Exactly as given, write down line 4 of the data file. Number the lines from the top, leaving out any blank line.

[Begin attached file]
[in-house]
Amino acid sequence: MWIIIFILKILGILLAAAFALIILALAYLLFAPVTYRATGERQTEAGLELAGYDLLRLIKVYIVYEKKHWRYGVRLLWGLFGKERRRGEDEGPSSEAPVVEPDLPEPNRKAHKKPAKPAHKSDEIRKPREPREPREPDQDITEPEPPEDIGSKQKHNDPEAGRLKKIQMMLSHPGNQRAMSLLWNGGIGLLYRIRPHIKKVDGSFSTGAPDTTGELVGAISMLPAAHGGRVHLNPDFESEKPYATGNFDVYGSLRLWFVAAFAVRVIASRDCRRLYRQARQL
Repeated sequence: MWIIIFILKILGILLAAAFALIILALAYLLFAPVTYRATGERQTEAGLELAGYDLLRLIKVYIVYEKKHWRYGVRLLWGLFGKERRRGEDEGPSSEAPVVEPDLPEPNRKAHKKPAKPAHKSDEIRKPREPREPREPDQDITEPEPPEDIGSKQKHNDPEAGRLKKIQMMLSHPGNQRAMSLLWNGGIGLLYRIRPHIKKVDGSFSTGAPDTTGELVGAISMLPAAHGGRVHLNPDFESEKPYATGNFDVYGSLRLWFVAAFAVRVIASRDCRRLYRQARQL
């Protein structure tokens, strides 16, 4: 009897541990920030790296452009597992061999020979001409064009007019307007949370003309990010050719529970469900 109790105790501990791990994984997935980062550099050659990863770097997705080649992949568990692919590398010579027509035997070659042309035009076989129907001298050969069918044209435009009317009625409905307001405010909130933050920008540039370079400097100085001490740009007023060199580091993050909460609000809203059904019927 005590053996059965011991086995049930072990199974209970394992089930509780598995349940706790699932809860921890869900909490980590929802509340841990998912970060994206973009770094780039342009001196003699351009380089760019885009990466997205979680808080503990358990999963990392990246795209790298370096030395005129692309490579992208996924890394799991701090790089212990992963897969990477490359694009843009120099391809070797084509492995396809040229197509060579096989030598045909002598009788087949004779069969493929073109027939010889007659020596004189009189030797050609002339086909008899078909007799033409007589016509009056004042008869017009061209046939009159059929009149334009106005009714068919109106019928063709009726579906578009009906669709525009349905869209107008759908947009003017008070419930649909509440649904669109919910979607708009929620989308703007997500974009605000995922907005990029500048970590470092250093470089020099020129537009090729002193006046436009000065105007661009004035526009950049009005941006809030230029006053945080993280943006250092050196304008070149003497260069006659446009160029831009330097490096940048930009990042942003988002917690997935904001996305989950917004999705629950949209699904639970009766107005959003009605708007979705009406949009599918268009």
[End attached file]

């Protein structure tokens, strides 16, 4: 009897541990920030790296452009597992061999020979001409064009007019307007949370003309990010050719529970469900 109790105790501990791990994984997935980062550099050659990863770097997705080649992949568990692919590398010579027509035997070659042309035009076989129907001298050969069918044209435009009317009625409905307001405010909130933050920008540039370079400097100085001490740009007023060199580091993050909460609000809203059904019927 005590053996059965011991086995049930072990199974209970394992089930509780598995349940706790699932809860921890869900909490980590929802509340841990998912970060994206973009770094780039342009001196003699351009380089760019885009990466997205979680808080503990358990999963990392990246795209790298370096030395005129692309490579992208996924890394799991701090790089212990992963897969990477490359694009843009120099391809070797084509492995396809040229197509060579096989030598045909002598009788087949004779069969493929073109027939010889007659020596004189009189030797050609002339086909008899078909007799033409007589016509009056004042008869017009061209046939009159059929009149334009106005009714068919109106019928063709009726579906578009009906669709525009349905869209107008759908947009003017008070419930649909509440649904669109919910979607708009929620989308703007997500974009605000995922907005990029500048970590470092250093470089020099020129537009090729002193006046436009000065105007661009004035526009950049009005941006809030230029006053945080993280943006250092050196304008070149003497260069006659446009160029831009330097490096940048930009990042942003988002917690997935904001996305989950917004999705629950949209699904639970009766107005959003009605708007979705009406949009599918268009």